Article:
Fort knows that there are plenty of records of the patterns of blinking these lights made during their periods of anomalous shining. The records are all stored away in libraries. And perhaps one day, a new researcher, with enough imagination, will go into those records and work out a new language -- the language of the Selenians or the Martians. Fort says:

"Perhaps there were definite messages of Morse-like code. There is a chance for the electricity in somebody's imagination to start crackling.

"A Champollion may some day decipher hieroglyphics that ma have been flashed from one world to another."

The idea itself is really lovely. But what I love most about it is Fort's phrase "the electricity in somebody's imagination." Fort had one of the most electric imaginations of all!

Fort's imagination does show, too, everywhere. He doesn't just imagine theories for the data he collects. He's always spinning a story onto the images the data calls up. For instance, this he at one point calls lights that had been seen in a lunar crater "events that seem to me to have been like carnivals upon the moon."

At one point in New Lands, Fort imagines himself, for a number of practical purposes as one of the Selenites, one of the beings who live on the moon. In one scene, he, as a Selenite, watches a battle in the U.S. Civil War, and imagines that the Selenites must have thought the great conflict was a matter of weather, rather than living beings slaughtering each other:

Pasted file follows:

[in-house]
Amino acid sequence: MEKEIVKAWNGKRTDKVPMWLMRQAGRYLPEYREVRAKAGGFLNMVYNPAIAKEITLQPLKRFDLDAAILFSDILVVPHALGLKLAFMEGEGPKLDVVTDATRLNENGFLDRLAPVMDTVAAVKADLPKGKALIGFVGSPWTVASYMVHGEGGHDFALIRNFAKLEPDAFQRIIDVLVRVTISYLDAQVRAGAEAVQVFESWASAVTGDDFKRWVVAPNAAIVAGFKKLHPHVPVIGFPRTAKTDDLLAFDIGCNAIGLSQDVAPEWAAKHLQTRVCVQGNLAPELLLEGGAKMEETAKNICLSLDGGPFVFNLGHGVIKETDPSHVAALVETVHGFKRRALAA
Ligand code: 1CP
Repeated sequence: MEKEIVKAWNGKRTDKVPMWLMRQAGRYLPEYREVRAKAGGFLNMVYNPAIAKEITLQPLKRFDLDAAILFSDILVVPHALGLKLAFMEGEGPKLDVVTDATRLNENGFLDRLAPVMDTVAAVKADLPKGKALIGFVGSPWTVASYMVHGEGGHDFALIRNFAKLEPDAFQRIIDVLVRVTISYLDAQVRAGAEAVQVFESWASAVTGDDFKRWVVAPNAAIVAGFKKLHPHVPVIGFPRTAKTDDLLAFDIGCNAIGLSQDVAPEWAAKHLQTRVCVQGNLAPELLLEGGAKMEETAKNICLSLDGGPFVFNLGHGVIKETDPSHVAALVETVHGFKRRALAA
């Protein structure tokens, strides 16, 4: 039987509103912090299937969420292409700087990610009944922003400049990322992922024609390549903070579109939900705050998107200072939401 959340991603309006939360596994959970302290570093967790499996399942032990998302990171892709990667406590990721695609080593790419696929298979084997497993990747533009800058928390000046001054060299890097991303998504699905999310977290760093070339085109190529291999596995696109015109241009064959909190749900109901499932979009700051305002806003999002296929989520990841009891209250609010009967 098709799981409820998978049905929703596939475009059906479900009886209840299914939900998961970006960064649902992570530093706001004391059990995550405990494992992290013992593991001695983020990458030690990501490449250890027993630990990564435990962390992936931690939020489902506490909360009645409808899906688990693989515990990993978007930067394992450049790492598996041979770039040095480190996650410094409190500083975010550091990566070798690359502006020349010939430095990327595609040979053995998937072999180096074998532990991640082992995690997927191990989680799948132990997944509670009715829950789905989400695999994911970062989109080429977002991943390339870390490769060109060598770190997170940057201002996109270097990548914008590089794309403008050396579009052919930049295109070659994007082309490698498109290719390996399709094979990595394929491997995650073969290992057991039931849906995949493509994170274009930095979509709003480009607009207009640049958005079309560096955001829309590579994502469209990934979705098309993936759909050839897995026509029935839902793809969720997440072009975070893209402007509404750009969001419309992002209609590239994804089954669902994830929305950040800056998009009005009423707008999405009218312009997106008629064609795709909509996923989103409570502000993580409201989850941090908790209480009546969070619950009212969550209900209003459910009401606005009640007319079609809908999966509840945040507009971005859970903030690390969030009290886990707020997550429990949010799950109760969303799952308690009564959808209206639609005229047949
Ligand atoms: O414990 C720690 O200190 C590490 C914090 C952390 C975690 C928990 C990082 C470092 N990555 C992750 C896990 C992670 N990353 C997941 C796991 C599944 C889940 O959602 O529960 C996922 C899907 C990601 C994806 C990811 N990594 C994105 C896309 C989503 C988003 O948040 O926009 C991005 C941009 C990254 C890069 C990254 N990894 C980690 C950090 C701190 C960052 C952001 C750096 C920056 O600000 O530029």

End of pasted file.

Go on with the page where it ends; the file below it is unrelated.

"Patched by a blue inundation that had never been seen before -- this earth, early in the 60's of the 19th century. Then faintly, from far away, this new appearance is seen to be enveloped with volumes of grey. Flashes like lightning, and faintest of rumbling sounds -- then cloud-like envelopments roll away, and a blue formation shines in the sun. Meteorologists upon the moon take notes."

Of course, it would seem like the fact that Selenites being able to see a battle of the Civil War well enough to watch the movements of the blue and the grey would imply that the moon is a lot closer to the earth than conventional scientists think it is. And Fort does think that the moon is a lot closer to the earth than conventional scientists think it is. Fort thinks all of the elements of our so-called universe, or, as Fort would term it, "our so-called solar system," are much closer to us than the conventional scientists say they are:

"There are data that indicate that objects have come to this earth from planets or from stars, enforcing our idea that the remotest planet is not so far from this earth, as the moon is said, conventionally, to be; and that the stars, all equidistant from this earth, may be reached by traveling from this earth."

Fort believes that the moon is a few hundred miles away from the earth. He gives arguments for this, such as earthshine, which is apparently a shining phenomenon the moon takes on by reflecting light from the earth. This is sometimes seen as a kind of halo around the moon.

Interestingly enough, Apollo 11 Command Module Pilot Michael Collins, in his book Carrying the Fire, which I posted about a while back, mentions earthshine. The earthshine description is one of the most beautiful passages in that book.

Fort believes that earthshine is indicative of the moon's proximity to the earth -- if the moon is so affected by the earth as to produce a phenomenon like earthshine, it must be close enough to be so affected.